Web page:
Air Force to the Rescue

A “Lost in the Woods” story with a happy ending, thanks to the U.S. Air Force. No photo credit or byline on the dramatic picture and story in the Mojave News, although both deserved one. What’s really impressive is the amount of government resources from county sheriff, NPS and Air Force put at the disposal of some young woman with an injured ankle. I’m amazed at the tech advances of recent years and the accompanying cultural changes. Back when I was in my 20s, if one of us had injured an ankle while hiking with three buddies it would never have occurred to us to call for government assistance and wait for rescue. The casualty would have been expected to cowboy up and make it back to the trailhead with the help of his friends.

Death Valley

I’ve found some temporary escape from house arrest by looking back over old notes on past travels. I posted notes on a trip to colorado 8-10 some time ago, and I want to add Death Valley to the archive as one of my favorite memories. I had been looking forward to a return trip this spring but the Park Service, like the BLM, decided visiting our “public lands” is hazardous to our health.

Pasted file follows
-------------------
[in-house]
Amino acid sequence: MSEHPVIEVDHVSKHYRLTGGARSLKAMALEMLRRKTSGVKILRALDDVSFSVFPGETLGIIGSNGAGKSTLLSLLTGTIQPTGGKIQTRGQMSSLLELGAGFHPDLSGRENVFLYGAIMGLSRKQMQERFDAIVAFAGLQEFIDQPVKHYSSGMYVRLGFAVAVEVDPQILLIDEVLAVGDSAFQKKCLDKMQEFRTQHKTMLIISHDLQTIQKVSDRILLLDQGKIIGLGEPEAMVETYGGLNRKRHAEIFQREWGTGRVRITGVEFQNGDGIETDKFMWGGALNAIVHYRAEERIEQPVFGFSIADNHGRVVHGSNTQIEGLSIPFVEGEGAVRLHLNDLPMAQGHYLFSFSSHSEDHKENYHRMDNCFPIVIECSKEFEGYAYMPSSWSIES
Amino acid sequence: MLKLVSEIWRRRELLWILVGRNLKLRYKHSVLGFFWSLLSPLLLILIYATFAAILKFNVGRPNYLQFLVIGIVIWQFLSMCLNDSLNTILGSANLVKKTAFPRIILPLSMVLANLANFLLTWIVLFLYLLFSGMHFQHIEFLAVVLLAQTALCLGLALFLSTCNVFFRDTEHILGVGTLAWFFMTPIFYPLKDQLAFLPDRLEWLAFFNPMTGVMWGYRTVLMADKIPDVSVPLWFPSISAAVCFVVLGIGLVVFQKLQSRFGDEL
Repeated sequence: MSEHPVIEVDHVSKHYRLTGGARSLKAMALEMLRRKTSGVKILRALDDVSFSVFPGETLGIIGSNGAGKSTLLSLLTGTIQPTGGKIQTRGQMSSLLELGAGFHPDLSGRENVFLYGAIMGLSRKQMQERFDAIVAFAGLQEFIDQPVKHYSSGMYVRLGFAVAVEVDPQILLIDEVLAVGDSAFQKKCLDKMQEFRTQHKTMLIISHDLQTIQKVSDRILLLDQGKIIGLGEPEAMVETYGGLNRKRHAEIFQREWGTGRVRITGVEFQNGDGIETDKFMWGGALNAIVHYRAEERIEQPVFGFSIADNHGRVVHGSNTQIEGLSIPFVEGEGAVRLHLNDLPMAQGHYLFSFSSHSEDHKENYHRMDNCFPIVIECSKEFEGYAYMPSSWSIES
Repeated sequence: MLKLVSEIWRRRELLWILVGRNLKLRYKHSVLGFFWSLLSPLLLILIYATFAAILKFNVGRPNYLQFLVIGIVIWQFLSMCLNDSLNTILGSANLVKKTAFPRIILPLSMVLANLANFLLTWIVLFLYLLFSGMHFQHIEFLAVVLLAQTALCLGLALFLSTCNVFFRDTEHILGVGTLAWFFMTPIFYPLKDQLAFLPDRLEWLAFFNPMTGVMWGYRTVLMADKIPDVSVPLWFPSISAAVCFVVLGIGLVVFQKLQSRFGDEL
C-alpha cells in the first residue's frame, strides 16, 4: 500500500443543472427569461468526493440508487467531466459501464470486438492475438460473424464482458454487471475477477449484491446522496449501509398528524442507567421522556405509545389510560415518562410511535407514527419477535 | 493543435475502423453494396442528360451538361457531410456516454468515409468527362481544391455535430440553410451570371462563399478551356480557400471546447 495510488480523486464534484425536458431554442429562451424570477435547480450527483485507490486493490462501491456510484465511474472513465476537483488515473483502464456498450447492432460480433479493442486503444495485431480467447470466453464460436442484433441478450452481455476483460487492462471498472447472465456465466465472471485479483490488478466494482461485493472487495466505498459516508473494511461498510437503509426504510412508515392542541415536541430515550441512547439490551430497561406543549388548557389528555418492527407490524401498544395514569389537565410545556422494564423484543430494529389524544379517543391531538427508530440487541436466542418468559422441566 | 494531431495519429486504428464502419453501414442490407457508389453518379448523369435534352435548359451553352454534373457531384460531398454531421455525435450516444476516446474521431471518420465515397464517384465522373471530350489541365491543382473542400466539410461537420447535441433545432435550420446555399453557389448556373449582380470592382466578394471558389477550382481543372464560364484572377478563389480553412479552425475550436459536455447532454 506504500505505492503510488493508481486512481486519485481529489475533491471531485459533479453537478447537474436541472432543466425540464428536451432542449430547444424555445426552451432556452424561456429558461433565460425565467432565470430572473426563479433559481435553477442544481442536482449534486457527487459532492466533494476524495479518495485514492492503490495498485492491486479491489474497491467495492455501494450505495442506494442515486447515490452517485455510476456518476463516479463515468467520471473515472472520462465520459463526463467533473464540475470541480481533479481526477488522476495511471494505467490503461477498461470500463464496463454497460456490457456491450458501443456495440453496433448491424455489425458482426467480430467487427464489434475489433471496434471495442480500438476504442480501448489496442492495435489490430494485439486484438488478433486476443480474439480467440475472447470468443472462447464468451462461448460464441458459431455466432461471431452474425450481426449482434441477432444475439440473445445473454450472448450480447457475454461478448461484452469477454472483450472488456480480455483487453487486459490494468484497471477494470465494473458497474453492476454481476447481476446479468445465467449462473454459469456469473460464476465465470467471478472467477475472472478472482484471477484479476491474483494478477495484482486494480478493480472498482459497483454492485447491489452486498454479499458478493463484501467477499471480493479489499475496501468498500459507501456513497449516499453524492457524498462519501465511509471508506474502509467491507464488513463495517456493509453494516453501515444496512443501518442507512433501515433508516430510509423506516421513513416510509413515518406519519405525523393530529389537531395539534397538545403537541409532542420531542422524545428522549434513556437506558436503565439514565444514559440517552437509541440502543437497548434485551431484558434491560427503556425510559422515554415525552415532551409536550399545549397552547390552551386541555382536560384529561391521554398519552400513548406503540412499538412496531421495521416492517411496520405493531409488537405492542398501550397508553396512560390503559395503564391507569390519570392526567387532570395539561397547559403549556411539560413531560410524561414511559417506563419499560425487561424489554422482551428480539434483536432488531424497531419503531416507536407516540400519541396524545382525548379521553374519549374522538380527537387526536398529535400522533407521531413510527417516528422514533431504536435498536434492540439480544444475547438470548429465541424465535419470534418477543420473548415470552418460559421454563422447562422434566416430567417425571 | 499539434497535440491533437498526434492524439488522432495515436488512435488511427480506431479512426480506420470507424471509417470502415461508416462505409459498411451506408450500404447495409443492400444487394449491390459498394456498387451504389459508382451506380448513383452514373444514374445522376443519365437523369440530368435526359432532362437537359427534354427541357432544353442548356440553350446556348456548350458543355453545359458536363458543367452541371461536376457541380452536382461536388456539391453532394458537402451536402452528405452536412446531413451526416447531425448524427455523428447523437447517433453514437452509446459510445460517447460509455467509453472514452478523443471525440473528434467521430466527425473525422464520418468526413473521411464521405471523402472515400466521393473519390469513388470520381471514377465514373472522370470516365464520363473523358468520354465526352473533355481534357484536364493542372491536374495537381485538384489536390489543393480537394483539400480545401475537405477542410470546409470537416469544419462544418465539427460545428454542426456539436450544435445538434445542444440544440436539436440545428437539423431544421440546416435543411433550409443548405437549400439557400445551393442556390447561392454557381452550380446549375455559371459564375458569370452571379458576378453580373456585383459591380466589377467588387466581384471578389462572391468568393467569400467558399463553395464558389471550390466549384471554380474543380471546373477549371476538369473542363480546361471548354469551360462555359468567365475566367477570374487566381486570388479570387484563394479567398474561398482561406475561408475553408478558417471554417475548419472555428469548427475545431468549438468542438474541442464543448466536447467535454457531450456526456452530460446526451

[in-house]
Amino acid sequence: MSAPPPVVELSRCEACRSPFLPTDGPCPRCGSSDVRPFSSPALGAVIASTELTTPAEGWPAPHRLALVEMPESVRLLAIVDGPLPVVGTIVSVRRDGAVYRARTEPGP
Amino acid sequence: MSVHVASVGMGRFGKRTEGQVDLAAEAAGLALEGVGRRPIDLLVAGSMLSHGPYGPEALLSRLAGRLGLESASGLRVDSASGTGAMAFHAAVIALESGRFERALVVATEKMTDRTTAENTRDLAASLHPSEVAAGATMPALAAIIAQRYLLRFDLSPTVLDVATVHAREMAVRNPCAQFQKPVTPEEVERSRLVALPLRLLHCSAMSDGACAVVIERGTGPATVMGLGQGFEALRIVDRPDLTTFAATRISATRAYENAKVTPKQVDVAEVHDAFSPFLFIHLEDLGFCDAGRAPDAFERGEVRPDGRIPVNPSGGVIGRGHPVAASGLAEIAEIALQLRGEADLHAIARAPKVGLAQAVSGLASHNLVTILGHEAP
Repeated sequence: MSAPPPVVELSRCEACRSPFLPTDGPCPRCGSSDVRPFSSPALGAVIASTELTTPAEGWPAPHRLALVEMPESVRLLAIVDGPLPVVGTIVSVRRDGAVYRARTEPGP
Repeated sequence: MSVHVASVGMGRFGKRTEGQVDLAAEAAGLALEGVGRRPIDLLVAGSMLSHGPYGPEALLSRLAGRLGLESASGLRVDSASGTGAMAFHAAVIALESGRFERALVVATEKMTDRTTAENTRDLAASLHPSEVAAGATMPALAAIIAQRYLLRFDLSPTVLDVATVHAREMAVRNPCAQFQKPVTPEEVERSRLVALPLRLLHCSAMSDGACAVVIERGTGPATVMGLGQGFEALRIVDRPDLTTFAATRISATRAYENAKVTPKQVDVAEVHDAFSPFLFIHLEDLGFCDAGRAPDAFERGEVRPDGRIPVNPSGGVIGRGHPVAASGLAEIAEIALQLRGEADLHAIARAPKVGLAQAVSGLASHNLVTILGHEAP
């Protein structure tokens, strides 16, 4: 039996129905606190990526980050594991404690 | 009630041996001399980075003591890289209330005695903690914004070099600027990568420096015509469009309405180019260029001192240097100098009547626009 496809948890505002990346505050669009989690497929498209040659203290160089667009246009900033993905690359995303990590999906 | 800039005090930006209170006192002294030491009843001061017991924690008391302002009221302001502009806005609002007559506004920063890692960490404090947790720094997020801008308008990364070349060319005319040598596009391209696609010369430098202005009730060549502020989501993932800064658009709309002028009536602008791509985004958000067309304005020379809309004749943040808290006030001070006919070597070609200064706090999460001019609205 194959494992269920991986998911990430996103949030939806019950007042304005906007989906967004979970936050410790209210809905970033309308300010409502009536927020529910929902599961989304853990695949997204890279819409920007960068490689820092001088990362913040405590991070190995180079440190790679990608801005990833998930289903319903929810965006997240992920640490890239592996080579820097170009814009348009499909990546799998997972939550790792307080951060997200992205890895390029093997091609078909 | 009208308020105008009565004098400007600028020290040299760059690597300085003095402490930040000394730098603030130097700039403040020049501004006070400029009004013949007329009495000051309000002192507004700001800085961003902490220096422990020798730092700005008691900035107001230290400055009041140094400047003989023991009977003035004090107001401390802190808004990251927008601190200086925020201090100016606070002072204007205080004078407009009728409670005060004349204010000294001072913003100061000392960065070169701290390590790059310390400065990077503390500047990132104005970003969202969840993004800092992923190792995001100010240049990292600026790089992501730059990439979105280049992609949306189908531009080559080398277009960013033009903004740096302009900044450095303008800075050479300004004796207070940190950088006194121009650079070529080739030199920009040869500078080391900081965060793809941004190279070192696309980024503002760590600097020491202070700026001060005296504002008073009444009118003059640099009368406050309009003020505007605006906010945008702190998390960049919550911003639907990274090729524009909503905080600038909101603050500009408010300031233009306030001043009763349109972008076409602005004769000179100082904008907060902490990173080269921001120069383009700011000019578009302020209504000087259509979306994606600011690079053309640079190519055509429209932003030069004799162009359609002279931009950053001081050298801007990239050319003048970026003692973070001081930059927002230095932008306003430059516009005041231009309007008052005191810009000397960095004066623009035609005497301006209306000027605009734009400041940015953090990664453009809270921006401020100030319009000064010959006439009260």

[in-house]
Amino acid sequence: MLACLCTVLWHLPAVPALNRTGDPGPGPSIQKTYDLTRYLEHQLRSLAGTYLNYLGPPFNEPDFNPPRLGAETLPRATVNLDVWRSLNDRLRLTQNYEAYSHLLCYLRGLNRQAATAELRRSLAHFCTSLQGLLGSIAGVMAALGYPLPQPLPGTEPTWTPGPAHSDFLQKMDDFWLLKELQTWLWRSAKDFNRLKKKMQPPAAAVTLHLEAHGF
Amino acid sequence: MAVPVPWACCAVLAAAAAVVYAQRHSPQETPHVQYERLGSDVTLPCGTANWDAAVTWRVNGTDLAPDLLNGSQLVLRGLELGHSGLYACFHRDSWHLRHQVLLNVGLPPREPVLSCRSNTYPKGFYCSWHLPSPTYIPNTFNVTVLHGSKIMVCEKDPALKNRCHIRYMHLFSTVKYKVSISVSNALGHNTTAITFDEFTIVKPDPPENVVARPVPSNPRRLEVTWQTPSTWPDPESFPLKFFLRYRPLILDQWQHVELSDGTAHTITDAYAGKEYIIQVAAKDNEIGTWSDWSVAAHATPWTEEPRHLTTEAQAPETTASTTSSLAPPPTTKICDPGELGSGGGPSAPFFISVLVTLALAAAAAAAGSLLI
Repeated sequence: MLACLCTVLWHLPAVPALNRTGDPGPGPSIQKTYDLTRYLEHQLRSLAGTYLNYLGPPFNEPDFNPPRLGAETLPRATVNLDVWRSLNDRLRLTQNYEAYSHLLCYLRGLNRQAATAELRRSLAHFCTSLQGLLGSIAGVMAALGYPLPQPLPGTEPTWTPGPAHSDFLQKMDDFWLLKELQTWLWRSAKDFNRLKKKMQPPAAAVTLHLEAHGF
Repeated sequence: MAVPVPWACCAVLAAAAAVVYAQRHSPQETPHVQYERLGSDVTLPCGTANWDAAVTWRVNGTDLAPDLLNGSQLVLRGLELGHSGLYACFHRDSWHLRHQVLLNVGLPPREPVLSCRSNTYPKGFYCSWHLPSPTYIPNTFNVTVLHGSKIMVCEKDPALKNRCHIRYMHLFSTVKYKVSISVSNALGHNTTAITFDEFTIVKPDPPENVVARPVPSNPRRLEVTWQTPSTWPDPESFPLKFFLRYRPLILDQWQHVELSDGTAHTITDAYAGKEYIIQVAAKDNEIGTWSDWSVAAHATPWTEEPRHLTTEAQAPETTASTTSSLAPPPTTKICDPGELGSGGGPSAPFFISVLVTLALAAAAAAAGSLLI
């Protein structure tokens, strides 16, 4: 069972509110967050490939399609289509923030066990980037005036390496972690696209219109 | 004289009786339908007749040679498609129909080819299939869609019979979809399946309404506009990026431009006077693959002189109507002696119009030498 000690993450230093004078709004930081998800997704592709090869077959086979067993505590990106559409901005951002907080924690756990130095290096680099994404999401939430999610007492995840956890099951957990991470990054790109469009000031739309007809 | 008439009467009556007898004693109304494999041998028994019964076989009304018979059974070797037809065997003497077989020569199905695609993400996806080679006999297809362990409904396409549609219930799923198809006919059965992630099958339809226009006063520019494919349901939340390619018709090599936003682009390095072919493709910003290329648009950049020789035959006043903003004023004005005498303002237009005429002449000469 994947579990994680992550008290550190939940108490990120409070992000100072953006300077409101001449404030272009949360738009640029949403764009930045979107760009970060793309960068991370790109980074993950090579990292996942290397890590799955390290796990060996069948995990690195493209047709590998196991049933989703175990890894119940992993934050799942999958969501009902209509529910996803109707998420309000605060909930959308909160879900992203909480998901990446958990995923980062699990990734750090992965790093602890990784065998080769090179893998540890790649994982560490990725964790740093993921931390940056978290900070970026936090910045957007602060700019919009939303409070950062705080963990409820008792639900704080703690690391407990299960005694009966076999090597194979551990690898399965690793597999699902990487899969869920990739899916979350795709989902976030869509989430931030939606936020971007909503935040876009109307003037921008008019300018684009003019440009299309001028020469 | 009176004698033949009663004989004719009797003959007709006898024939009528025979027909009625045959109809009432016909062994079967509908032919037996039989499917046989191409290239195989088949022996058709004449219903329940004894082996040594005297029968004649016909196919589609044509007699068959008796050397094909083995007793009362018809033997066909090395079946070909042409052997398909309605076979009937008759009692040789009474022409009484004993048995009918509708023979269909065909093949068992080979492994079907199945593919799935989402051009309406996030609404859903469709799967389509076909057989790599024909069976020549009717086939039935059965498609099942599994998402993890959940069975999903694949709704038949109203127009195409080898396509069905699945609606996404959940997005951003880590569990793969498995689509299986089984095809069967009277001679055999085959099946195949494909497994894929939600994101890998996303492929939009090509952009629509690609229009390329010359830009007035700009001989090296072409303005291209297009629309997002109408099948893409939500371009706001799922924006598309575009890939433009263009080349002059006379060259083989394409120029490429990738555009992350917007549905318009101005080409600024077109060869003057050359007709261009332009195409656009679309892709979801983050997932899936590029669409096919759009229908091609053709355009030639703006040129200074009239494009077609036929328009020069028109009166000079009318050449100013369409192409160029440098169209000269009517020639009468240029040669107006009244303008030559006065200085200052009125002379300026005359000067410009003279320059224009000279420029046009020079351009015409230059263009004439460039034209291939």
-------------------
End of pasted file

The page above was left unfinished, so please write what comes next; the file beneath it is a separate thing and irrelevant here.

Bad Juju

Little early for Halloween chills, but there’s a great piece in DesertUSA on “Desert Shamans and Sorcerers.” Reading about the evil Tahquitz makes me want to visit his canyon sometime, or maybe just watch for him strolling the streets of Palm Springs. The Cahuilla roamed the desert west of the Colorado River, but their beliefs differ only in detail with the Navajo and Apache as well as the more settled Pueblo and Hispanic people farther east. All believe in witchcraft in one form or another.

 

Suspended

The backcountry search for Barbara Thomas, who disappeared in the Mohave National Preserve 11 days ago, has been suspended,  S&R teams working with K9 units, members certified in cave searches, rope climbing and desert terrain combed the area yesterday but found no trace of the missing woman. “Detectives from the Specialized Investigations Division have assumed the investigation,”  according to the Sheriff’s Department.

 

Still Missing

The search for Barbara Thomas, missing since the afternoon of July 12, is still underway, but chances she is still alive somewhere out in the Mojave are now vanishingly small. Another strange story, this one from the California mountains, offers a sinister alternative template to her disappearance. Found after missing for four days, the woman claims she got lost fleeing from a man brandishing a knife. I’ve been wandering the mountains and deserts of the Southwest for better than 50 years, more often alone than not, and I’ve had some unsettling encounters with strangers. While I can’t say I ever felt seriously threatened, the world (and esp California) seems to get crazier by the day. Personally, I feel more comfortable carrying a pistol when I hike (more for snakes, feral dogs and rabid animals than for two-legged predators). Unfortunately, that’s not a legal option in CA, with its restrictive gun laws.

Missing in the Mojave